SAN ANTONIO — San Antonio City Councilman Clayton Perry was arrested and booked on DWI charges stemming from a Nov. 6 crash that resulted in him being issued a vote of no confidence by his colleagues.
Court documents confirm the Wednesday arrest is related to the Nov. 6 incident where Perry was allegedly involved in a hit-and-run. SAPD Chief William McManus had previously indicated DWI charges were possible, despite an officer leaving Perry's residence that night without administering a sobriety test.
Records indicate he was in custody for less than an hour before bonding out.
Court documents obtained by KENS 5 on Thursday reveal Perry was seen on surveillance footage consuming 14 alcoholic drinks within a four-hour period ending at 8:45 p.m., before leaving a local bar.
And a police report on the Nov. 6 incident states Perry, driving his Jeep, turned too wide and headed into oncoming traffic lanes. A vehicle that was waiting at the red light was hit, "causing major damage," the report stated.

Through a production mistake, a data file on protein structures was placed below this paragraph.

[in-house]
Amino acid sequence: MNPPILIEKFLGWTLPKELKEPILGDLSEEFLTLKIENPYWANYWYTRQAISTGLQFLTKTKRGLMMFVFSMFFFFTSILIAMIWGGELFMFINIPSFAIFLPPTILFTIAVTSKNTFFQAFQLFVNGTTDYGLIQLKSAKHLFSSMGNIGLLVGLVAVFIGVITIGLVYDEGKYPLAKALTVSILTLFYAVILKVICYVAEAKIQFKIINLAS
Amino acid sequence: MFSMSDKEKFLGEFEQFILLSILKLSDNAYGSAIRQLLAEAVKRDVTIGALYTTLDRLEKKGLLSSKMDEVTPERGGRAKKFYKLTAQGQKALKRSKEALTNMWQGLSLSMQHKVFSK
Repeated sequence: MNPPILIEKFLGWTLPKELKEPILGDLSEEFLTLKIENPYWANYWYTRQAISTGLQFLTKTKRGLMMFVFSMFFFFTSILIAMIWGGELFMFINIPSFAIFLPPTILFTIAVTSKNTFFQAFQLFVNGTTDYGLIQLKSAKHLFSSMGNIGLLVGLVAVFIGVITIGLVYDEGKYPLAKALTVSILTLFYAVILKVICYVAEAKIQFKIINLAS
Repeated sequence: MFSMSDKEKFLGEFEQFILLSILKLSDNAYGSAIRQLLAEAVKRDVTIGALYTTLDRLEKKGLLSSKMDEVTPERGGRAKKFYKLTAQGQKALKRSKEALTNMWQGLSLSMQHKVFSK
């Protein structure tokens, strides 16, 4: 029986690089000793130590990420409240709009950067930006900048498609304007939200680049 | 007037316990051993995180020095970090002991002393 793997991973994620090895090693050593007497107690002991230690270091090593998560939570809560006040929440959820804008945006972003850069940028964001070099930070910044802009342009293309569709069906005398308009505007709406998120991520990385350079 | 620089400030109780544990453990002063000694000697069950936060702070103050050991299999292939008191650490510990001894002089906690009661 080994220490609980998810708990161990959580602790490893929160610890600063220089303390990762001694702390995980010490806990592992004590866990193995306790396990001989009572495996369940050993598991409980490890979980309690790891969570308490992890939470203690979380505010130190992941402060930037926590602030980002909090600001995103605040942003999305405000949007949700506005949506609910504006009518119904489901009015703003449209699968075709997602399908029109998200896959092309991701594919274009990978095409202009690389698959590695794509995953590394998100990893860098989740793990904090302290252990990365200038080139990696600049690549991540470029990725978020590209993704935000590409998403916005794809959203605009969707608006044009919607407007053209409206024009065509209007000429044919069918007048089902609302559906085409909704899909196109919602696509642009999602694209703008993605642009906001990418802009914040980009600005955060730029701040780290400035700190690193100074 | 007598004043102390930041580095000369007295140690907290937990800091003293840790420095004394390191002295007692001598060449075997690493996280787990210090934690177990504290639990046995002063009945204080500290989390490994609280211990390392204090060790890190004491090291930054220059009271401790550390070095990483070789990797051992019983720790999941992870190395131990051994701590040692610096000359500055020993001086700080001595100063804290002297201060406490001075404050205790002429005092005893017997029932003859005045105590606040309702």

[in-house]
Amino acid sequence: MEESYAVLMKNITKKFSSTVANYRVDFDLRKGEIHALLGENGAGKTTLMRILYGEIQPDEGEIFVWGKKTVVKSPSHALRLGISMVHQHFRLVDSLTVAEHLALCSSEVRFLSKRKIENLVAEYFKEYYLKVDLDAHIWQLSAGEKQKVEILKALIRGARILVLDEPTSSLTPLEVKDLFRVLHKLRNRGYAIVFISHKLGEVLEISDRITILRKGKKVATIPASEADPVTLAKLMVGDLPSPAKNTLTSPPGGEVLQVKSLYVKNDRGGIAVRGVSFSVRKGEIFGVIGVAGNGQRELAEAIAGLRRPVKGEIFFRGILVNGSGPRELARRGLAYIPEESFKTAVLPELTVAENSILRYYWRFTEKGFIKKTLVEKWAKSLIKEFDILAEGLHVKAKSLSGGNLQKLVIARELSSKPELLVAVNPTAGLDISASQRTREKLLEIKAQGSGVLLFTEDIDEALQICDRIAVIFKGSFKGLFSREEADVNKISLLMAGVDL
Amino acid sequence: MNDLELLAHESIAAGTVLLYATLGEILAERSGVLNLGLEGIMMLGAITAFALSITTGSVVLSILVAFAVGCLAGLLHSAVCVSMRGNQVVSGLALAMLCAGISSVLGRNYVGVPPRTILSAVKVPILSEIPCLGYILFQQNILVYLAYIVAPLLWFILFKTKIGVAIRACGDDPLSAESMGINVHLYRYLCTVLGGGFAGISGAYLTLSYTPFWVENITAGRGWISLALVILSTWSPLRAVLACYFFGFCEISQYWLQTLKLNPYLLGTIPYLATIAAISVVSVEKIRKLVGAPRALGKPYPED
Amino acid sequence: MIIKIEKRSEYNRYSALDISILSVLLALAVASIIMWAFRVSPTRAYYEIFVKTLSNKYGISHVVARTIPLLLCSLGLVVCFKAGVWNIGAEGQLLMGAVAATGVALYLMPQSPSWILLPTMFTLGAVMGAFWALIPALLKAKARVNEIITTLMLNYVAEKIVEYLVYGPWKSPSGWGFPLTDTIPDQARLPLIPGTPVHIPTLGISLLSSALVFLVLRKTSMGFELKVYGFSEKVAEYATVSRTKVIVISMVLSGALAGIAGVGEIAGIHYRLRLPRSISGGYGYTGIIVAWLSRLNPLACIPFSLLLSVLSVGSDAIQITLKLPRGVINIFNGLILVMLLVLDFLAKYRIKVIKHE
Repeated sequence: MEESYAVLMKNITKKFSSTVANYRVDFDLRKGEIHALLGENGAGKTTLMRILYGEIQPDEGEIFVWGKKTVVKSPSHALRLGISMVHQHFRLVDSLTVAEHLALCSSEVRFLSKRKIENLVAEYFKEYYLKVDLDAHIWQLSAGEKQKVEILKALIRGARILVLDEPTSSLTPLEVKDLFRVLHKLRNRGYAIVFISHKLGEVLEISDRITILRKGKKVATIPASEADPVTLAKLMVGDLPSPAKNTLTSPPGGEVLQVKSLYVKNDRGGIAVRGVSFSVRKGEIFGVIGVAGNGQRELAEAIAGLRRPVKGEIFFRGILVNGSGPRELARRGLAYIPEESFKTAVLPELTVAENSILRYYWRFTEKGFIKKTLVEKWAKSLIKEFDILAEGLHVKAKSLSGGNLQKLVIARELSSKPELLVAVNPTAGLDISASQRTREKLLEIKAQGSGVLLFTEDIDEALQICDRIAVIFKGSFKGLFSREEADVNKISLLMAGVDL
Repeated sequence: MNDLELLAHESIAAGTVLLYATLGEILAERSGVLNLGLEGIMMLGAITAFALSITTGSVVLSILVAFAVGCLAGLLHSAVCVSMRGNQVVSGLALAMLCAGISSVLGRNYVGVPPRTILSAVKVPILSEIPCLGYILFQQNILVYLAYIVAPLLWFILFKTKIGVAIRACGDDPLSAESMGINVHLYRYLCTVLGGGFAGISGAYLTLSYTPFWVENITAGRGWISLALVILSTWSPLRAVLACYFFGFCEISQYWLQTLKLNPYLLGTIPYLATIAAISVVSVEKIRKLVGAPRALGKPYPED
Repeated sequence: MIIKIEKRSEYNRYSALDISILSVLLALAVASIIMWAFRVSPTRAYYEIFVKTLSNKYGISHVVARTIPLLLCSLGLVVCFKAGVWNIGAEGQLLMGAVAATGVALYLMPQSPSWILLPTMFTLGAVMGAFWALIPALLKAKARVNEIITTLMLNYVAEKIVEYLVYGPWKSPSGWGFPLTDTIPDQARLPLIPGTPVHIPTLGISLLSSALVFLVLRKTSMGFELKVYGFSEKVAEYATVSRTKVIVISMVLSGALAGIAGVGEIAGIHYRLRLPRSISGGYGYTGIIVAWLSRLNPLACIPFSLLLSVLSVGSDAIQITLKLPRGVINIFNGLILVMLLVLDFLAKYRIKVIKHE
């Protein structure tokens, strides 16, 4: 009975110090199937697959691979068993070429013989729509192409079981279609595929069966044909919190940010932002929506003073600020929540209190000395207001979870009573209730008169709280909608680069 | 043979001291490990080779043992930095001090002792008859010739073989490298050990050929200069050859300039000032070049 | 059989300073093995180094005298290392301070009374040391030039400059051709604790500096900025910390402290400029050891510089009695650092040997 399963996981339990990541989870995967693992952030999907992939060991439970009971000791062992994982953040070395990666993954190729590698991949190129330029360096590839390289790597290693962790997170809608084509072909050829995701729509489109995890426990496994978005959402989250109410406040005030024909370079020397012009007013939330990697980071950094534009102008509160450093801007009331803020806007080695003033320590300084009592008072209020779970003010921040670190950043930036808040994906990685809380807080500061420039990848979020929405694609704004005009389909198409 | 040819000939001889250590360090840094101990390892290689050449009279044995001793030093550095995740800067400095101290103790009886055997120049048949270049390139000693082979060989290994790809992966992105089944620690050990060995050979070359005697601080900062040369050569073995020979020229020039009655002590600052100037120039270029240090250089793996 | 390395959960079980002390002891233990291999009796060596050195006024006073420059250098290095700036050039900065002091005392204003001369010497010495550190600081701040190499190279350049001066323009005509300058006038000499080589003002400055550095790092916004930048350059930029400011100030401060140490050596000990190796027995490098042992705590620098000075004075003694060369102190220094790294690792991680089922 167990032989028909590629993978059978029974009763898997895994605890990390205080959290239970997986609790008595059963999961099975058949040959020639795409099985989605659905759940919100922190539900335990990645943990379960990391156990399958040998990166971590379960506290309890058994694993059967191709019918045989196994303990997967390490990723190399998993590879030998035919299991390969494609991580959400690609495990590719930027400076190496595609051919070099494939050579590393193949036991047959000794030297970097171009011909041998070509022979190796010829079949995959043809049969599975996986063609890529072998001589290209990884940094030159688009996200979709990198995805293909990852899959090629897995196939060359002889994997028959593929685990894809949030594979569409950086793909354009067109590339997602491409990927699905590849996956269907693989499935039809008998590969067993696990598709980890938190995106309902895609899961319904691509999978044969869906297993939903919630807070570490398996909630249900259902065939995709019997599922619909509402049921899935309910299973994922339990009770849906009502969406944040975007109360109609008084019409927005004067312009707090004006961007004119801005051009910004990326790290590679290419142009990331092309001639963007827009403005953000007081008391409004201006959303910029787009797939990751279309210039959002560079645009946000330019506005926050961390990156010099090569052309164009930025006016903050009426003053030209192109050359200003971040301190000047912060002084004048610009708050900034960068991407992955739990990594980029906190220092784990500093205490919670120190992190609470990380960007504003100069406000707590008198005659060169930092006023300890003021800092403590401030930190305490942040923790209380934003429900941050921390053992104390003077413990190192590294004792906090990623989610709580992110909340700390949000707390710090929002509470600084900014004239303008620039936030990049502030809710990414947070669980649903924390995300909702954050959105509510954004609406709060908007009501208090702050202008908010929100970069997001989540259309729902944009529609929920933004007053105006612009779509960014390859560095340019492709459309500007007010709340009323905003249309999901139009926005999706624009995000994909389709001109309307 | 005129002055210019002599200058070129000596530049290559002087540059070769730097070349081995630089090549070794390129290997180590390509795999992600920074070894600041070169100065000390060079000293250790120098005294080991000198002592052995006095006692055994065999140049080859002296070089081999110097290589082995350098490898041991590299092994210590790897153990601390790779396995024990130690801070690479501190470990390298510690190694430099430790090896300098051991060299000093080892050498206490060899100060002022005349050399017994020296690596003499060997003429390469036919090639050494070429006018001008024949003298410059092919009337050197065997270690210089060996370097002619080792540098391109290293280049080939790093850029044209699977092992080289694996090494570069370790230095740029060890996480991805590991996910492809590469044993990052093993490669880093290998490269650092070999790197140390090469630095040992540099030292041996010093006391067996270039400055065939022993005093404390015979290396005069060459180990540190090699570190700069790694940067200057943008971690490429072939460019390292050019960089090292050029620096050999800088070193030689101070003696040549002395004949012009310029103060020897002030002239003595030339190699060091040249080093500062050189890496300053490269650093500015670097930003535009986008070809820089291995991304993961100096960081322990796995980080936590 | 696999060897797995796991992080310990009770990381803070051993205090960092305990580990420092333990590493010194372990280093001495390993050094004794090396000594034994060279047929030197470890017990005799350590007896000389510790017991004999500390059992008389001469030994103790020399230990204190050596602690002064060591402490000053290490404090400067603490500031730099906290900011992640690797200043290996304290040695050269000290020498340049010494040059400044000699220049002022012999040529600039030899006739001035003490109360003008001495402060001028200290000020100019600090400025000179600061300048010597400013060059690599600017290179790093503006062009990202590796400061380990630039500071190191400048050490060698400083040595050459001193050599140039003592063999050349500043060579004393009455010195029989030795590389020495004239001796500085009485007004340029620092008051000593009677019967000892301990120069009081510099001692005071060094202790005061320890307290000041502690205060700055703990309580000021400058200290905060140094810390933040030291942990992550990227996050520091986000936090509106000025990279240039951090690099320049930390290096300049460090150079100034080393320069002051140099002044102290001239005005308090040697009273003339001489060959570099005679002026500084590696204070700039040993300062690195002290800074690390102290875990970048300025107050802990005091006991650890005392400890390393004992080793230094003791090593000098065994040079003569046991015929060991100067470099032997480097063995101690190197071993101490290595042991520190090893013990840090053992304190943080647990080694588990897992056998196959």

An arrest warrant said several witnesses – including the cashier at a Bill Miller restaurant near Perry's home – told authorities he appeared drunk. He reportedly drove through the drive-thru without ordering food and tried to give the restaurant manager his wallet and keys without reason.
It all unfolded about a half-mile from Perry's house. Witnesses to the crash followed the Jeep to Perry's driveway and called police.
An almost 14-minute-long bodycam video shows a police officer responding to Perry's home. The council member, who is currently on leave but said he doesn't plan to resign his District 10 seat, can be seen lying in the backyard outside his home, and he identifies himself when asked by officers.
Perry communicates largely through broken speech, not realizing his car is still running when asked by the officer. When that officer asks if Perry realizes he was potentially involved in a car accident earlier, he replies, "No."
If convicted on DWI charges, Perry could spend up to 180 days in prison. He could also lose his driver's license for up to a year.
In a statement Thursday, a Texas Alcoholic Beverage Commission spokesperson said TABC is not investigating whether bartenders at Evil Olive overserved Perry.
The spokesperson added, though, that the commission "investigates cases such as this following a complaint from local law enforcement or a resident, or when media coverage suggests a violation may have taken place."
The TABC has warned Evil Olive for overserving customers before, records show. Bar management did not respond for comment Thursday.